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Speaker Points: The Ultimate Guide

Updated: Oct 29, 2022

By: Parlicademy Staff


They stare up at you from your tournament ballots. They sometimes can get you an extra trophy. But do they mean anything?


Here's a little guide to the world of 'speaks.'

Most tournaments have systems for scoring competitors beyond the "win/lose" or ranking system that typically composes the competition. These are speaker points, or speaks. However, there is no standardized set of rules for using speaks, so it varies heavily depending on the tournament and the judge.


This post will make the world of speaker points more understandable and hopefully help make it easier to win them!


#1: What are Speaker Points?

#2: Speaker Points in Speech and Debate

#3: So...How Do I Get Speaks?


 

#1: What are Speaker Points?


The first rule of speaker points is that there are none. Speaker points are awarded entirely at the judge's discretion, with a few suggestions given as to each number's meaning. Traditionally, speaker points are awarded from 24-30, with 27 being average.

Number of speaks

Meaning

24

Horrible. The speaker has done something particularly egregious.

25

Poor. The speaker is considerably worse than others.

26

​Below average. The speaker is less competent than others.

27

Average. The speaker is about the same than others.

28

Above average. The speaker is more competent than others.

29

​Exceptional. The speaker displays considerable ability and is highly skillful.

30

​Unparalleled. The speaker demonstrates extremely rare talent and has conducted a masterful performance.

However, it is worth noting that judges do not necessarily stick to this format. Technically, scores of 30 should only be awarded once or twice in an entire tournament, but some judges hand them out freely. Meanwhile, scores below 26 are generally unheard of, though they can occur.


Ultimately, speaks are almost completely judge-dependent. For instance, I have come across judges who say, "I give speaks ranging from 29 to 29.5" to "I think speaks are stupid and give everyone a 27 automatically."


Some tournaments give speaker awards for those with the highest scores or use speaker points to break ties for outrounds.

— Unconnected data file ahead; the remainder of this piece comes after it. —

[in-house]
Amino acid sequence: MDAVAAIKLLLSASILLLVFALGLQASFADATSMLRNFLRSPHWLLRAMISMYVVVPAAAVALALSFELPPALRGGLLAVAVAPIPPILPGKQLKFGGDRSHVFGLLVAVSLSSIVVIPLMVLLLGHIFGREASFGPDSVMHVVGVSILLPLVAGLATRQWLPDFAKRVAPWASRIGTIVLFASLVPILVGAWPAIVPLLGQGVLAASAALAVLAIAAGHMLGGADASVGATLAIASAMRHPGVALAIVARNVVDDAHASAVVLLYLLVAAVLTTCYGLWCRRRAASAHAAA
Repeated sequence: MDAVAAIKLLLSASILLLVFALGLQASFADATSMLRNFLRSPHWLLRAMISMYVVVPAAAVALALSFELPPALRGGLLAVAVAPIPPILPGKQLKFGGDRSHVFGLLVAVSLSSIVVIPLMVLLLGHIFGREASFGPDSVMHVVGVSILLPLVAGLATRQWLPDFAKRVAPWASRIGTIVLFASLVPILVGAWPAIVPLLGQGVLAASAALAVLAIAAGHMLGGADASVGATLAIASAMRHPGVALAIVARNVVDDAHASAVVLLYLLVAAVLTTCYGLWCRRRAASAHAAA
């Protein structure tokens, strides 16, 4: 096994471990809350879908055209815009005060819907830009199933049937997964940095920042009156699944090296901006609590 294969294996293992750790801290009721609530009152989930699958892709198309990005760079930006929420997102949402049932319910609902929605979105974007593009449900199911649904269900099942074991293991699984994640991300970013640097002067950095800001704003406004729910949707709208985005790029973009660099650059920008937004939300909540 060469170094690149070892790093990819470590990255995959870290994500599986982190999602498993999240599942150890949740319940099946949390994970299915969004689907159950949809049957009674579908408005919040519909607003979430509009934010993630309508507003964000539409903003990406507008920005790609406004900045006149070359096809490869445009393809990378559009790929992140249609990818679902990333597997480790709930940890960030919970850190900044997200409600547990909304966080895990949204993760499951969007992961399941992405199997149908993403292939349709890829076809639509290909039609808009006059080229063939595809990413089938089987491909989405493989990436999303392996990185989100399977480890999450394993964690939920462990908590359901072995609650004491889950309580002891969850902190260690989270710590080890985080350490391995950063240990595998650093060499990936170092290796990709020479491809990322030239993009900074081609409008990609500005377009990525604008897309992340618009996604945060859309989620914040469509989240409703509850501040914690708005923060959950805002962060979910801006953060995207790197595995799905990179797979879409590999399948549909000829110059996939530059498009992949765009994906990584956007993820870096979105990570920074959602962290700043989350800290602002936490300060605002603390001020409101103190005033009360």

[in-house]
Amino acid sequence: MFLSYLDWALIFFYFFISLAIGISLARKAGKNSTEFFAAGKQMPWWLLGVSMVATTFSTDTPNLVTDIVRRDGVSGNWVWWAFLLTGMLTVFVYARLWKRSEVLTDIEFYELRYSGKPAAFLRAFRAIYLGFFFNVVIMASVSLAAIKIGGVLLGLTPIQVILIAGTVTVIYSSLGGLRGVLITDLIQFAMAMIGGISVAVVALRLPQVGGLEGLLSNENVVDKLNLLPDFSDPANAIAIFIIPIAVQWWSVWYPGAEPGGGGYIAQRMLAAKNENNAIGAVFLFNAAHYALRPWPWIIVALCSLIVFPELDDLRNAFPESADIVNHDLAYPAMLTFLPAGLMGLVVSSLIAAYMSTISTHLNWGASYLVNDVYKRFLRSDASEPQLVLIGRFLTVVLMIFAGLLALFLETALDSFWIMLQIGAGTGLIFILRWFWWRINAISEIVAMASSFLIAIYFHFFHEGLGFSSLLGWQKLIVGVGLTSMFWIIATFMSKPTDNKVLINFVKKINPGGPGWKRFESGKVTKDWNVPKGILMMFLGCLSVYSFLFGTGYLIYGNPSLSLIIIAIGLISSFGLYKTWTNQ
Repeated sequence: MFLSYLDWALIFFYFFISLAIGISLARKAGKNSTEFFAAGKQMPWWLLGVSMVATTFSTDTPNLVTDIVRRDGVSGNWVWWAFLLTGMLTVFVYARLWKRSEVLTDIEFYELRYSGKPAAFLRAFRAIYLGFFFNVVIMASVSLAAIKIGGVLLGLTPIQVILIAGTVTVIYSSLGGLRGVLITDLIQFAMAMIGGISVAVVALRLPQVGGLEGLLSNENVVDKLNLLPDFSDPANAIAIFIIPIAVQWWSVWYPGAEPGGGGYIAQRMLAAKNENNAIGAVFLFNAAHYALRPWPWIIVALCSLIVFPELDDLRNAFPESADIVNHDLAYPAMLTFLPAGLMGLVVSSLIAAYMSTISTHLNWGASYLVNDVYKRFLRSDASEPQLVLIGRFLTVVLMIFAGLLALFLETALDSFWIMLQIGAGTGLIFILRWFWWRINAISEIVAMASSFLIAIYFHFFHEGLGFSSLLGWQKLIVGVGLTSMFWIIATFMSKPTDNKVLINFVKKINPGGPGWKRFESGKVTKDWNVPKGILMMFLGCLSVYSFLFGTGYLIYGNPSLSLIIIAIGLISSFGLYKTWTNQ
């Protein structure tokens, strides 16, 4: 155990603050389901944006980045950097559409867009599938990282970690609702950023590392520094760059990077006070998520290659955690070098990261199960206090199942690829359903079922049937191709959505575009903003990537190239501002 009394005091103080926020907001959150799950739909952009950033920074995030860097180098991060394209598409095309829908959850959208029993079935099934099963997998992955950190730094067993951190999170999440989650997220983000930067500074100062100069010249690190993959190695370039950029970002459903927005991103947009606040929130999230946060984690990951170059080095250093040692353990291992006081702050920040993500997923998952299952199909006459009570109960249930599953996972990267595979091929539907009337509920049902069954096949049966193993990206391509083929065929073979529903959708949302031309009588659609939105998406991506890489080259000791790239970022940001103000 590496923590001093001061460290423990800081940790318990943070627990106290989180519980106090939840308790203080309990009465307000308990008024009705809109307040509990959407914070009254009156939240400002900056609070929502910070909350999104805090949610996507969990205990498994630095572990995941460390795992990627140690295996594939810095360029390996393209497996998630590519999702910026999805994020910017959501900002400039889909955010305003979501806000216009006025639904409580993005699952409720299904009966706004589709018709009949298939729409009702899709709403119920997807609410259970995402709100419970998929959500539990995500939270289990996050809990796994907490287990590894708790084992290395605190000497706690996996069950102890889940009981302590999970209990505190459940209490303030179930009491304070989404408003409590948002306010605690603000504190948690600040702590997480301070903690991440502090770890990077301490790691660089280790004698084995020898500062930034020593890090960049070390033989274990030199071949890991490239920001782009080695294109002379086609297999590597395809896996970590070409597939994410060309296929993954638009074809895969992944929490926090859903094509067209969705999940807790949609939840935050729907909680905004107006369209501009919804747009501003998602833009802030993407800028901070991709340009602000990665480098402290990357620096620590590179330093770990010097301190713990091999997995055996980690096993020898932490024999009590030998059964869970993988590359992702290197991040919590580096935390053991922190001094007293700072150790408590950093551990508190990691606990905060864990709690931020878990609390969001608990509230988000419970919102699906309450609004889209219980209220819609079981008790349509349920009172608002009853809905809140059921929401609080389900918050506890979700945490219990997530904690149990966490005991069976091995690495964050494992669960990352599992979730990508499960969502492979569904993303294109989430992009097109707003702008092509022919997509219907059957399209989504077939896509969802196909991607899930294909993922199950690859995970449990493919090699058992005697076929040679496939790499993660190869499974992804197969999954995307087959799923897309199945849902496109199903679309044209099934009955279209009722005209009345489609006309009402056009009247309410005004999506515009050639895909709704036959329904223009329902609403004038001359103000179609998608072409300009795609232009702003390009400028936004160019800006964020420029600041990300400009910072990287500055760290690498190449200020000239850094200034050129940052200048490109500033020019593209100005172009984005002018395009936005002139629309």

#2: Speaker Points in Speech and Debate


Speech

In a lot of speech tournaments, the range of speaks is from 19-25 instead of 24-30.


Speaker points in speech events are designed to create a more nuanced view of each competitor compared to the entire tournament rather than just that room. For example, if seven amazing speakers face off, one must come in last. Giving that competitor speaker points reflecting the excellence of their performance helps demonstrate their overall proficiency instead of how stiff their competition was.


Some speech competitions have speaker awards. However, they are most often used to break ties when breaking into elims.


Debate

Debate speaker points are often more important than speech because two teams face off against one another. Even two excellent teams who debate must come out with one as a winner, so speaker points help reward exceptional competitors.


On the other hand, if one team is less engaging/creative than another team but still manages to pull a victory, the judge could assign a low-point win. This is when the winning team has lower speaker points than the losers.


Speaks also help individual debaters to be compared to everyone in the round. If one debater is stronger than their partner, they could be awarded higher points.


Speaker awards more commonly are given at debate tournaments.


#3: So...How Do I Get Speaks?


It all comes down to judging paradigms (read our comprehensive guide.) Aside from an explicit explanation of how that judge uses speaker points, focus on things they would like to see in round. While this may be less useful for pre-prepped events, limited-preparation speech or debate can really benefit from these adjustments.


Paying attention to what your judge likes is a good idea in general.


If there's nothing specific or the judge does not have a paradigm, ensure you are speaking confidently and eloquently (easy, am I right?) While it is difficult to master speaking on the fly, practice is the number one way to improve.


Last Words


In the end, it is somewhat unclear whether or not speaks mean anything. They depend mostly on your judge and their personal methods, as well as a lack of standardization across the forensics board. We have honestly seen a tournament which did away with the 24-30 system entirely and instead used 1-100 points.


In reality, speaks are secondary to the main system of the tournament (ranking or wins/losses.) Don't judge your performance simply on the number of points you receive! Instead, use them as a guide and another form of feedback.


Don't forget to fill out the poll and tell us what you think of speaker points!


Speaks: Yay or Nay?

  • Yaaaaaay! 😊

  • Nope.

  • I don't know.


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